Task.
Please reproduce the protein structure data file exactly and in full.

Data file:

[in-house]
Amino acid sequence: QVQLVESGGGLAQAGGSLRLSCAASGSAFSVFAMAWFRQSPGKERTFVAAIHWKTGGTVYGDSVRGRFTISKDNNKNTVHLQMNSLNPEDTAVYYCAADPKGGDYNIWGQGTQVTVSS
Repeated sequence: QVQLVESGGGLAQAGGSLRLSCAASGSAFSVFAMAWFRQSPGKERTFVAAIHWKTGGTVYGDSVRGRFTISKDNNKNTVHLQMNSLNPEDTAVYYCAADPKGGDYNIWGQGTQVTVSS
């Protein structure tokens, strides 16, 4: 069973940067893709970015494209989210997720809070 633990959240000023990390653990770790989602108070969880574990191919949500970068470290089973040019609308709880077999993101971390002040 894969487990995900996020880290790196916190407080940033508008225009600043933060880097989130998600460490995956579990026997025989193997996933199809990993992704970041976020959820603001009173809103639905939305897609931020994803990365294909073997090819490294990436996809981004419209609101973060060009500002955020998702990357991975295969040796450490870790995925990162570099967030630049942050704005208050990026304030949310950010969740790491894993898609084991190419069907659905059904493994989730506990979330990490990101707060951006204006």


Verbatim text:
[in-house]
Amino acid sequence: QVQLVESGGGLAQAGGSLRLSCAASGSAFSVFAMAWFRQSPGKERTFVAAIHWKTGGTVYGDSVRGRFTISKDNNKNTVHLQMNSLNPEDTAVYYCAADPKGGDYNIWGQGTQVTVSS
Repeated sequence: QVQLVESGGGLAQAGGSLRLSCAASGSAFSVFAMAWFRQSPGKERTFVAAIHWKTGGTVYGDSVRGRFTISKDNNKNTVHLQMNSLNPEDTAVYYCAADPKGGDYNIWGQGTQVTVSS
């Protein structure tokens, strides 16, 4: 069973940067893709970015494209989210997720809070 633990959240000023990390653990770790989602108070969880574990191919949500970068470290089973040019609308709880077999993101971390002040 894969487990995900996020880290790196916190407080940033508008225009600043933060880097989130998600460490995956579990026997025989193997996933199809990993992704970041976020959820603001009173809103639905939305897609931020994803990365294909073997090819490294990436996809981004419209609101973060060009500002955020998702990357991975295969040796450490870790995925990162570099967030630049942050704005208050990026304030949310950010969740790491894993898609084991190419069907659905059904493994989730506990979330990490990101707060951006204006």